EHOC and the Missouri History Museum present the 2020 Fair Housing Conference…
“Up A Creek Without A Paddle: Environmental Racism at the Confluence”
April 24, 2020
8:30 AM – 3 PM
Missouri History Museum
Raw sewage, flooding, unsafe drinking water, and more health concerns disproportionately affect communities of color in the St. Louis area and beyond. This conference will feature keynote by Catherine Coleman Flowers, Rural Development Manager for the Equal Justice Initiative and Founder of the Center for Rural Enterprise and Environmental Justice (CREEJ). Additional speakers, panel presentations and storytelling will highlight environmental racism and the intersection with housing justice in St. Louis, while focusing on action and solutions.
Tickets: $40 general admission; $20 students and Missouri History Museum Members
THIS EVENT HAS BEEN CANCELLED
Continental Breakfast and Lunch included
Rural Development Manager for the Equal Justice Initiative and Founder of the Center for Rural Enterprise and Environmental Justice (CREEJ).
Catherine Coleman Flowers is the Rural Development Manager for the Equal Justice
Initiative and founder and director of the Center for Rural Enterprise and Environmental Justice (CREEJ). In addition, she is Duke University’s Franklin Humanities Institute Practitioner in Residence. Her goal is to find solutions to the lack of sanitation in many parts of rural American that rival conditions found in the developing world. She has characterized this as “America’s Dirty Secret.”
Flowers hopes to shepherd a paradigm shift toward sustainability and resiliency in rural communities by inspiring the development of climate-friendly onsite wastewater technology using renewable energy. She was the co-author of a study that found tropical parasites, including hookworm in participants in Lowndes County, Alabama. She represented the Center for Earth Ethics in Paris as an official observer at COP 21. In 2017 Flowers invited to Alabama, the UN’s Special Rapporteur on Extreme Poverty, Philip Alston. Alston characterized what he saw as “uncommon in the first world. “His report before the UN Council on Human Rights began by describing the cesspools he saw in Alabama. Later, Flowers and her work were featured on PBS NewsHour. She is a member of Delta Sigma Theta sorority, a board member of the Climate Reality Project and holds a Master of Arts degree in History. She is currently writing a book about her journey as an activist and environmentalist. Inspired by her daughter and grandson, her goal is to create a sustainable world that will benefit seven generations to come.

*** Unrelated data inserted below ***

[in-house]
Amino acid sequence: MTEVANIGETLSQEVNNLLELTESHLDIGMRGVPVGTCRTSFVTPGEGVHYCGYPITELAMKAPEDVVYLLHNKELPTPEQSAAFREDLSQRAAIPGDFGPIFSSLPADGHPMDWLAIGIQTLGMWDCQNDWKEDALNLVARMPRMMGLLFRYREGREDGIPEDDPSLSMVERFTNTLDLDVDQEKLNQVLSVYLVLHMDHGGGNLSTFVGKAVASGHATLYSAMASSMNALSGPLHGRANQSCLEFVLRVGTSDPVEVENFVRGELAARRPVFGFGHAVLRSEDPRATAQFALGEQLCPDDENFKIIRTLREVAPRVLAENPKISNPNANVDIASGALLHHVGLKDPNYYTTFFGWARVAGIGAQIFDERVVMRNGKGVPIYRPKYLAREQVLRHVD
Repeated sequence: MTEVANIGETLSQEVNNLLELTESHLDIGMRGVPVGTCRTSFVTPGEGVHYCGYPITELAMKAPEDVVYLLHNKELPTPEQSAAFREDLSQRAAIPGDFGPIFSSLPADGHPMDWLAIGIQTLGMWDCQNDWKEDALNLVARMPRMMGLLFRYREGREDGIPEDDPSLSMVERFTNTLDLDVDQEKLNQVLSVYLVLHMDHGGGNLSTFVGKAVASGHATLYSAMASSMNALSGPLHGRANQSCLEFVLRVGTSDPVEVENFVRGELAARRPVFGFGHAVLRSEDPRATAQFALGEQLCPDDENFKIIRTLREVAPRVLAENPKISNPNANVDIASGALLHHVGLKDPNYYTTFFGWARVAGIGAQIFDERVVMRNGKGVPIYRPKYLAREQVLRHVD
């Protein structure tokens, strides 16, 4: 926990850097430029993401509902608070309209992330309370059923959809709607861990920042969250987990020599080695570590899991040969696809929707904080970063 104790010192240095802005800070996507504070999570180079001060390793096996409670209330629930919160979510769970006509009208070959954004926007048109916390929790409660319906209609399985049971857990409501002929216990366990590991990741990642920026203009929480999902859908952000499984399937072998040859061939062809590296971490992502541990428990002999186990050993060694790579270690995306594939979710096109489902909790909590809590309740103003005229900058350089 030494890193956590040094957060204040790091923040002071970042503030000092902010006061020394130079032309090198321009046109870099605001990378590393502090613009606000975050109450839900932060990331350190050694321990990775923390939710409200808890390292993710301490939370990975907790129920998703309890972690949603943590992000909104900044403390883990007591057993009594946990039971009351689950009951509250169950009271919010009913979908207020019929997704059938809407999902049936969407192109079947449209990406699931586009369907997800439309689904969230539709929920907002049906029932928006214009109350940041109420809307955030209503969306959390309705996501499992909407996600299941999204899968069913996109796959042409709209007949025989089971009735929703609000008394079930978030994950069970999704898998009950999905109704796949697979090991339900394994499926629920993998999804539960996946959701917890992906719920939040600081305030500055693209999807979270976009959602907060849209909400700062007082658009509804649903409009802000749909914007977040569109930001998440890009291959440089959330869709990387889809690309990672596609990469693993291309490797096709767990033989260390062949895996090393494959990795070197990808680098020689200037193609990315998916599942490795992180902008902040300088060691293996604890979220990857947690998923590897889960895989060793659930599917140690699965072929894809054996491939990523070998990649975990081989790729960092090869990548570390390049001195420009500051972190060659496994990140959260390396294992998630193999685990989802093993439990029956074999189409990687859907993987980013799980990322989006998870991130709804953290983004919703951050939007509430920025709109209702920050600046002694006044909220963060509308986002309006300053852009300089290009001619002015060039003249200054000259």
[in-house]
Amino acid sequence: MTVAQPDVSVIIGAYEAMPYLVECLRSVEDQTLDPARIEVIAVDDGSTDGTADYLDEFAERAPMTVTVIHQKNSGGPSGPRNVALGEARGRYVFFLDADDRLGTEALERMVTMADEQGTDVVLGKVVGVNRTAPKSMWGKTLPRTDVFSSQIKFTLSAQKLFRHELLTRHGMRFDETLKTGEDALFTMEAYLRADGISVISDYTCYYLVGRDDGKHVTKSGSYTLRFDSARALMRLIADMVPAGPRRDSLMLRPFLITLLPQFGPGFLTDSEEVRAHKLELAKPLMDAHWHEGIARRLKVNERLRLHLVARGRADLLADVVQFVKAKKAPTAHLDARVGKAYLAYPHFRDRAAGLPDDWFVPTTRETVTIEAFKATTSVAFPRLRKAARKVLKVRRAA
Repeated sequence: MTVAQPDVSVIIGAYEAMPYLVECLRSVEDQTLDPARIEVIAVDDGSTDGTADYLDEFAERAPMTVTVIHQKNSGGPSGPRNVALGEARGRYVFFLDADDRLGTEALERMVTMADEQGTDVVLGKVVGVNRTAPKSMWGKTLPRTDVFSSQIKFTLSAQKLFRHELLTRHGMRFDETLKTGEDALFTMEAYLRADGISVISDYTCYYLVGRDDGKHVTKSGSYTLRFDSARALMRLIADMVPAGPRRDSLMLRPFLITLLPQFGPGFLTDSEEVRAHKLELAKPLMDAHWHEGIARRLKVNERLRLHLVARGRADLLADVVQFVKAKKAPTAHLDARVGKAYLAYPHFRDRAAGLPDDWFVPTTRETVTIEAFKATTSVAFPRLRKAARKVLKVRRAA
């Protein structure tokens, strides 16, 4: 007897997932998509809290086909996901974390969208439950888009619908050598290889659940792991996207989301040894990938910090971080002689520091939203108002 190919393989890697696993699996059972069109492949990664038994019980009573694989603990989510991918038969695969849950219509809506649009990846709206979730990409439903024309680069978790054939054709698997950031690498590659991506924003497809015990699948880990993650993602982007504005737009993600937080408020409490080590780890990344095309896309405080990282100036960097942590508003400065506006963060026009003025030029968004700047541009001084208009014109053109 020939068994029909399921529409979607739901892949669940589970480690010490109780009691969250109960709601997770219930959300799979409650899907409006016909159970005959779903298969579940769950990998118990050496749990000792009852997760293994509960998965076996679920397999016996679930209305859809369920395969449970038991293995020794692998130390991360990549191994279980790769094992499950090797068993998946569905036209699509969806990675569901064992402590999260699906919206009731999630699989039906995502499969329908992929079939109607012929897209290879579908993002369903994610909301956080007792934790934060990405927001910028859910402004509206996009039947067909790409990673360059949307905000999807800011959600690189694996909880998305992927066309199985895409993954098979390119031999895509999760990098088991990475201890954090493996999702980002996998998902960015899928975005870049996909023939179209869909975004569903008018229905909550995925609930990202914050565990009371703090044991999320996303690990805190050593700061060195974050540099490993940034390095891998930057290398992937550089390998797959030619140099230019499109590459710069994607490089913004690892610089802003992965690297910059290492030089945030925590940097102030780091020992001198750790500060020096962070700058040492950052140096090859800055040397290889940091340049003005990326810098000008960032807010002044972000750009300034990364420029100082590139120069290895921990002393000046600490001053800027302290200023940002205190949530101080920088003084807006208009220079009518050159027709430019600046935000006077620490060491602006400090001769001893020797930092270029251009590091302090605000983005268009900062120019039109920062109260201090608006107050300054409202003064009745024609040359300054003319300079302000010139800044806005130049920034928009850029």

Thank you to our Sponsors!
Missouri History Museum and the African American History Initiatives
Stifel Bank and Trust
Central Bank of St. Louis
Interested in sponsoring the conference? Please contact Elisabeth Risch at [email protected]